Thanks to my nose and lung problems over the years, I am frequently unable to even breathe through my nose. I can often smell in reverse by taking a deep breath and blowing out through my nose, or blowing my nose after drinking a good wine or eating chocolate, but smelling things through my nose is pretty variable. If I need to check the milk is okay, I get a second opinion! However maybe thanks to the work I have been doing with rain, I have discovered I can actually smell it before it arrives. So I have started to try and understand this process.
There are three possible things I could be smelling. One is from the Air above us, Ozone, particularly associated with thunderstorms. This is because lightning can split oxygen and nitrogen molecules to form small amounts of nitric oxide – which then re-reacts to form ozone. These ozone molecules, smelling similar to chlorine, may then be blown on the winds that precede a storm. That assumes a storm is present however, which I’m not sure is always the case!
The second and third scents come from the Earth and are Petrichor, the oils released from rocks formed from a variety of plant and animal sources, plus the compound geosmin, which is created by soil-dwelling bacteria. Most investigations have focused on the fact that these scents are released when rain drops hit the soil or rocks, sending spores and oils into the air and giving that fresh, earthy smell so many people love after it has rained. But this doesn’t explain why I should smell anything before it rains – especially as I have never smelt anything particular afterwards, just noticed the change in the feel of the air. A more recent theory says that as the humidity increases, the petrichor is released from pores in the rocks or soil, thus preceding the rainfall. This may be possible, and it has been suggested it is the cause for cattle becoming restless before rain. However, I don’t get the ‘smell’ of rain on a humid day! I only get the ‘smell’ shortly before actual rain.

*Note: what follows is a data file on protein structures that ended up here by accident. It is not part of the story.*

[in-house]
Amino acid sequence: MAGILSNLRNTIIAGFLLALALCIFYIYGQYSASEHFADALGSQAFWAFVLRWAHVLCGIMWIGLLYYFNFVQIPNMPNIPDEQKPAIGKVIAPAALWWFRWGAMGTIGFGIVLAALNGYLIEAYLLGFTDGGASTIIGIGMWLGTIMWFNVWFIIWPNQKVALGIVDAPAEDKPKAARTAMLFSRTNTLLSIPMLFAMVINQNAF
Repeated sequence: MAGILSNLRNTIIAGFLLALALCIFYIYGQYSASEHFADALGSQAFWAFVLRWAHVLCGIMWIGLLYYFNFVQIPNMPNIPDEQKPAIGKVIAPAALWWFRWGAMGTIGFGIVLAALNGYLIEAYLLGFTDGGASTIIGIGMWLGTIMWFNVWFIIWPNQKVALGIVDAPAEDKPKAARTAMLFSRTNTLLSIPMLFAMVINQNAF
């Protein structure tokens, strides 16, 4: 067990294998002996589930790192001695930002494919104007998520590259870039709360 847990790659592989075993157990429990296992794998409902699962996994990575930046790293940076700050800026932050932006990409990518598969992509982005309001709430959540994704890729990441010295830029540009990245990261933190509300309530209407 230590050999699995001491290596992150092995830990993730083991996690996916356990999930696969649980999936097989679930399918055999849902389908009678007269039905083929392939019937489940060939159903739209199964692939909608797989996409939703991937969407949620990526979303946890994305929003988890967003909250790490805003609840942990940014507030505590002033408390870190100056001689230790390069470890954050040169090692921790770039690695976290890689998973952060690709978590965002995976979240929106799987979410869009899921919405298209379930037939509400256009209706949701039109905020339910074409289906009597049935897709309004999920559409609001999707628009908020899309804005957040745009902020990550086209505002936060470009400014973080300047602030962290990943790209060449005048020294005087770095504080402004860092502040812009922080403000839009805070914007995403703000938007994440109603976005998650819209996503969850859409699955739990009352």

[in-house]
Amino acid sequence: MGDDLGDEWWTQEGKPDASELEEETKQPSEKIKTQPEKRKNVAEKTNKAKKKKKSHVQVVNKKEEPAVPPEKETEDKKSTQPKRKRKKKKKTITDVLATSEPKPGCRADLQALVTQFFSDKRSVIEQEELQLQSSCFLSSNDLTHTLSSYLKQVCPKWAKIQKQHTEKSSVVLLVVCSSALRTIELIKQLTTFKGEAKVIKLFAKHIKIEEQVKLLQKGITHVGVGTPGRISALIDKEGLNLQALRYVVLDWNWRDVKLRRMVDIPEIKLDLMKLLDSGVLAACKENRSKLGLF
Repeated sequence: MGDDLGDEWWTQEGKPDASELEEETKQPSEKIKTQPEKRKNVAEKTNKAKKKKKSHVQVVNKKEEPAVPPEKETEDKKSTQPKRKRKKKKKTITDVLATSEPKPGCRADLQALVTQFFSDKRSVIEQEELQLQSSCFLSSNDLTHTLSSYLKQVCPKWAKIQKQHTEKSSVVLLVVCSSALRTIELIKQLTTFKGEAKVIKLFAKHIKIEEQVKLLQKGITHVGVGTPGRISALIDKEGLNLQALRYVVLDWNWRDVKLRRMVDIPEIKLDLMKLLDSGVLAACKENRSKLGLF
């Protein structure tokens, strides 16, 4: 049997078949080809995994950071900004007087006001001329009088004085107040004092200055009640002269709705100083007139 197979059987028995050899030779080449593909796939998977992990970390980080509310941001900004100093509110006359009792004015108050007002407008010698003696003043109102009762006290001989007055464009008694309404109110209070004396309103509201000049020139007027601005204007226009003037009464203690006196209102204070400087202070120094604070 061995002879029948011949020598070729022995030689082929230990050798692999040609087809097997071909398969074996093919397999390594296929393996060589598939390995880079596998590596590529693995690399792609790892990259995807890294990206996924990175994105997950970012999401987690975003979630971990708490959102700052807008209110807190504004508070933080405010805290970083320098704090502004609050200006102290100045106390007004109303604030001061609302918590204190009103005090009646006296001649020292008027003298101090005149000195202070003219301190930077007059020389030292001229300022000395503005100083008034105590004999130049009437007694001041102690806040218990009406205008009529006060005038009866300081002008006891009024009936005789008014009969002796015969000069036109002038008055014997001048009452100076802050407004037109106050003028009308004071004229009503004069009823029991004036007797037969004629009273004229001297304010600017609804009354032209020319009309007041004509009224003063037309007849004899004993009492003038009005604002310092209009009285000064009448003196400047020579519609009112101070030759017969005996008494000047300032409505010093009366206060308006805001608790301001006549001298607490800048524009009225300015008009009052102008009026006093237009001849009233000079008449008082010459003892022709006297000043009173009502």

Then last year researchers from MIT managed to film water drops landing on different surfaces and replay it in slow motion – and found that the Petrichor effervesces like champagne from porous surfaces, when the rain is light. These aerosols can then be carried on the winds in front of the rain for long distances. When you consider that a front is not just the mile or so wide it seems to us on the ground where the weather is, but often hundreds of miles wide all the way up through the atmosphere, then it makes sense to be smelling approaching rain before we can see it. It would also explain how other bacteria become airborne and cause certain diseases to spread.
However, I still can’t help wondering, given how poor my sense of smell actually is, whether there is some intuition or other sense at work rather than simply smelling. Many animals are aware of approaching rain – and from an evolutionary perspective this is a useful thing as following the smell back would lead to where it had rained and food will be growing. (Camels finding oases is one suggested example.) It helps us know to find shelter, or to put out pots for harvesting rainwater. In my own life, living in a modern world with waterproof clothes, houses, and taps I can turn on and off at will, I don’t often need these skills – and yet as the Earth becomes more unbalanced these may become the skills of the future.
We finally finished the pond at the beginning of this month: emptied all the tap water out, (two hose siphons and a lot of buckets, which M loved helping with!) cemented the edging in place, and refilled the pond using rain water as far as possible over a few wet days, cleaning out a water butt in the process. So I ordered a whole list of plants online, which duly arrived this week as bare-rooted specimens ready for potting up.